PH: Did you get any insight from them?


JF: No. Minister – as he was called – Eisler came under the same circumstances, had been arrested under the same circumstances that I was, and thousands of others. So we just happened to be housed together, but we did not have any common reasons to even…why we were apprehended.


PH: So most of these prisoners, they were political prisoners?


JF: There were many political prisoners. But we were with a known jewelry merchant and those, who could not be considered prisoners, and there were other, simple, plain working men, as I was.


PH: Do you have any explanation on what grounds you were arrested? Was it just because you were Jewish?


JF: The grounds? Yes, Jewish…simple, there was no other need to explain their actions, because we were Jewish.


PH: Because I have not talked to anyone who was arrested right after the Anschluss.


JF: Well, I happened to have been in the wrong…right place at the wrong time. I had go there, but apparently they were under some suspicion or else they would not have had a visit of a detective when I arrived, which of course I could not know.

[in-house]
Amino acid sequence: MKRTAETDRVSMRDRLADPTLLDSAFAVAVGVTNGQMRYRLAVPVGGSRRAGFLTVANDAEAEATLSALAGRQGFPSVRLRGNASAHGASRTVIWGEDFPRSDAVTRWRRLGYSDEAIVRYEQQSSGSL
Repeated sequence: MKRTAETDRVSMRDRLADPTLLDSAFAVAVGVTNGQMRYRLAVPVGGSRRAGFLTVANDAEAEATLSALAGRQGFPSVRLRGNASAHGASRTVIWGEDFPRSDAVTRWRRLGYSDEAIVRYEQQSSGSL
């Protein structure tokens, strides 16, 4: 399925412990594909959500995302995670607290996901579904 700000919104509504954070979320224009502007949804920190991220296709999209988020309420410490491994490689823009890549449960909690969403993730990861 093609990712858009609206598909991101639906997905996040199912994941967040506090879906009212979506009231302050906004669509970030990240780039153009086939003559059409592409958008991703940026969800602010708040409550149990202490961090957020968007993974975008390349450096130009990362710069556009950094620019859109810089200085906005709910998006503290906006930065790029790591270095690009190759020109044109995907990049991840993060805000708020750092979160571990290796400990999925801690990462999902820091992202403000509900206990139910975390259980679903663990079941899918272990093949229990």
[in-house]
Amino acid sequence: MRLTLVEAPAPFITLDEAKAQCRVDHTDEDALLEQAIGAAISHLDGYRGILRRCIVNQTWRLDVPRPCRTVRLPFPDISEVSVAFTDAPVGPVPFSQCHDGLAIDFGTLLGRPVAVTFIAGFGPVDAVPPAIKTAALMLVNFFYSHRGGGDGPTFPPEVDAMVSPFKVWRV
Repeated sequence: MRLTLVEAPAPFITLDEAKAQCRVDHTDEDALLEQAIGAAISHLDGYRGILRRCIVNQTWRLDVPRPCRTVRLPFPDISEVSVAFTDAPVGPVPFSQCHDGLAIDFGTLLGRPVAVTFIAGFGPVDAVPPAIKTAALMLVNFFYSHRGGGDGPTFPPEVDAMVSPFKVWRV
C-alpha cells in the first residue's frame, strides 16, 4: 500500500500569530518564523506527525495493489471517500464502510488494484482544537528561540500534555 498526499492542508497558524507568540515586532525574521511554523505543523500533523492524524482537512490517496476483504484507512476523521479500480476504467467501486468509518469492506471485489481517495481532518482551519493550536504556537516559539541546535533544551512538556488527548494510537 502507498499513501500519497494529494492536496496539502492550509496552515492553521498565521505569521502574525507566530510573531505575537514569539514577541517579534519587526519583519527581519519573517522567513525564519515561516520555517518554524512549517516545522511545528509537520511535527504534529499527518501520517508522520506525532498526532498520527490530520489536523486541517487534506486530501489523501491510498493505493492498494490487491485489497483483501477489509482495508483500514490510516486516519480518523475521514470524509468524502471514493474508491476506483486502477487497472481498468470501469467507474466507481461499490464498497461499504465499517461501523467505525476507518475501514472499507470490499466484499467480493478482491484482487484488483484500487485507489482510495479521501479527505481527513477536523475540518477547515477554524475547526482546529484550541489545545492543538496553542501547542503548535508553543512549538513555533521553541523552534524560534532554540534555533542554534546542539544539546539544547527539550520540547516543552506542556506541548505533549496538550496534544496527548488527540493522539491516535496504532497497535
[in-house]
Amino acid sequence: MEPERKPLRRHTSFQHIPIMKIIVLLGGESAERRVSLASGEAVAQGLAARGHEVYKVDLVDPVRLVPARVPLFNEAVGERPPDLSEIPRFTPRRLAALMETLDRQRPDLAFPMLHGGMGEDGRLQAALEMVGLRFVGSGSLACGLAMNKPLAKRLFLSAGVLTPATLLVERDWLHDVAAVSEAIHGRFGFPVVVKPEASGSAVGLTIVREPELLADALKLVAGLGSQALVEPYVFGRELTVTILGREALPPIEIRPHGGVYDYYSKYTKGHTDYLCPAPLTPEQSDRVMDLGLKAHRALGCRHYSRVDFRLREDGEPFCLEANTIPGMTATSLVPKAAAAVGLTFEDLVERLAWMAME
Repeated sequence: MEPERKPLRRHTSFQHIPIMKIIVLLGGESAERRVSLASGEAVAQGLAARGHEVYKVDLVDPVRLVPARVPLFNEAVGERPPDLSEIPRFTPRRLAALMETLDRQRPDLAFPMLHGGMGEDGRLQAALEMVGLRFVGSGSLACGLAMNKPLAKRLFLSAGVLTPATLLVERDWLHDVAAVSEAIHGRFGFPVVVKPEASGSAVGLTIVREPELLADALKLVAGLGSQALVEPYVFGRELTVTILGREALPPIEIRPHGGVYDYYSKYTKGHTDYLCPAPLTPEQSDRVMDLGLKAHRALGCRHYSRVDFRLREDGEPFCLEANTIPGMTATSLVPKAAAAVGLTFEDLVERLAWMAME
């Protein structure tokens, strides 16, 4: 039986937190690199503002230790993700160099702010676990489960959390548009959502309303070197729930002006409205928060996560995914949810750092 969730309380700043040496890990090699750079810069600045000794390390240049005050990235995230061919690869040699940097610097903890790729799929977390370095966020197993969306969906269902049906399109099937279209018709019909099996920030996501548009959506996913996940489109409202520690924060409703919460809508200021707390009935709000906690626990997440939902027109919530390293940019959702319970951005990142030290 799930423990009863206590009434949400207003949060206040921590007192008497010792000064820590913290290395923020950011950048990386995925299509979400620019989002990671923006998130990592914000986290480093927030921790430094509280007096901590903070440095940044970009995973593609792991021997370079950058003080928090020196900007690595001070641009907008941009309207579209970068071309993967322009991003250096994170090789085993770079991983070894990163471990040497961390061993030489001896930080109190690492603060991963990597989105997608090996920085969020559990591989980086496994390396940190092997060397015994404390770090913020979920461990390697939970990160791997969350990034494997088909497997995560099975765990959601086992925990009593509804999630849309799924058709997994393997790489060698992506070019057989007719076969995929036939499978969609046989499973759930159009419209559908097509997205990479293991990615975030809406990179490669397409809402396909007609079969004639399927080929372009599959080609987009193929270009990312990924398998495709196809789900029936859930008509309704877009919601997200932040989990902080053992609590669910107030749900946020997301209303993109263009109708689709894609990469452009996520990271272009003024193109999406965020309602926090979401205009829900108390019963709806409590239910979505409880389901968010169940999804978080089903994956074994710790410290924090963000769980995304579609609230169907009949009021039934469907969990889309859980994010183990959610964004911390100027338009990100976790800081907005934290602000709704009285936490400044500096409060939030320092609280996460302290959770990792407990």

PH: That was at the dentist?


JF: That was at the dentist.


PH: Which was close by, probably.


JF: Well, it was not…the distances were not that large. I could usually walk.


PH: Do you have any explanation why the detective was at this dentist’s?


JF: Well, I can only assume, because everybody of Jewish faith was suspected of being some enemy, so that they were told – as most of us were –, “You are communist.”






And that was their only…not a [unklar], but their only reason to find an explanation for us being detained. There was no actual…none of the men around in the whole room had anything at all to do with politics, except of course the minister, who was there because of his standing in the country. He has been made a prisoner…I am sorry…he has been made a minister, because of his knowledge of the law. The same way our attorney general would be elected, or named by our president.


PH: Could you describe a bit more the conditions in the Landesgericht?